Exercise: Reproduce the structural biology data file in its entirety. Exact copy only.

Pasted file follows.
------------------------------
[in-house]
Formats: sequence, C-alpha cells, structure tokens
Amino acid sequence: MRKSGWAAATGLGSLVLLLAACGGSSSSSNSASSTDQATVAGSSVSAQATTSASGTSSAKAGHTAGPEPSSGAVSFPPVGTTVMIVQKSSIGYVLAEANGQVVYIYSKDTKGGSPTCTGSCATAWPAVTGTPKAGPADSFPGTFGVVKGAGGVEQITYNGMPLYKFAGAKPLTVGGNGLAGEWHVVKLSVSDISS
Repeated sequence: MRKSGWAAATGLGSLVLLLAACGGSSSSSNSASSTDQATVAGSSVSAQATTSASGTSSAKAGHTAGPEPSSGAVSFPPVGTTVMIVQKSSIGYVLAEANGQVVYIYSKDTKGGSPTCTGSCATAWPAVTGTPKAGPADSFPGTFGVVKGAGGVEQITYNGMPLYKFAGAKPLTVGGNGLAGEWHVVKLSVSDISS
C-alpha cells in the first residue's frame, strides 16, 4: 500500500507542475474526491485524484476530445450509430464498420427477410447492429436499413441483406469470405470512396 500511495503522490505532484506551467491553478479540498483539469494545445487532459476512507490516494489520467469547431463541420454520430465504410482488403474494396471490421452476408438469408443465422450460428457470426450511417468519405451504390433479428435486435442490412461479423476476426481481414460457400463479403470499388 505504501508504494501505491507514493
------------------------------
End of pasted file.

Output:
[in-house]
Formats: sequence, C-alpha cells, structure tokens
Amino acid sequence: MRKSGWAAATGLGSLVLLLAACGGSSSSSNSASSTDQATVAGSSVSAQATTSASGTSSAKAGHTAGPEPSSGAVSFPPVGTTVMIVQKSSIGYVLAEANGQVVYIYSKDTKGGSPTCTGSCATAWPAVTGTPKAGPADSFPGTFGVVKGAGGVEQITYNGMPLYKFAGAKPLTVGGNGLAGEWHVVKLSVSDISS
Repeated sequence: MRKSGWAAATGLGSLVLLLAACGGSSSSSNSASSTDQATVAGSSVSAQATTSASGTSSAKAGHTAGPEPSSGAVSFPPVGTTVMIVQKSSIGYVLAEANGQVVYIYSKDTKGGSPTCTGSCATAWPAVTGTPKAGPADSFPGTFGVVKGAGGVEQITYNGMPLYKFAGAKPLTVGGNGLAGEWHVVKLSVSDISS
C-alpha cells in the first residue's frame, strides 16, 4: 500500500507542475474526491485524484476530445450509430464498420427477410447492429436499413441483406469470405470512396 500511495503522490505532484506551467491553478479540498483539469494545445487532459476512507490516494489520467469547431463541420454520430465504410482488403474494396471490421452476408438469408443465422450460428457470426450511417468519405451504390433479428435486435442490412461479423476476426481481414460457400463479403470499388 505504501508504494501505491507514493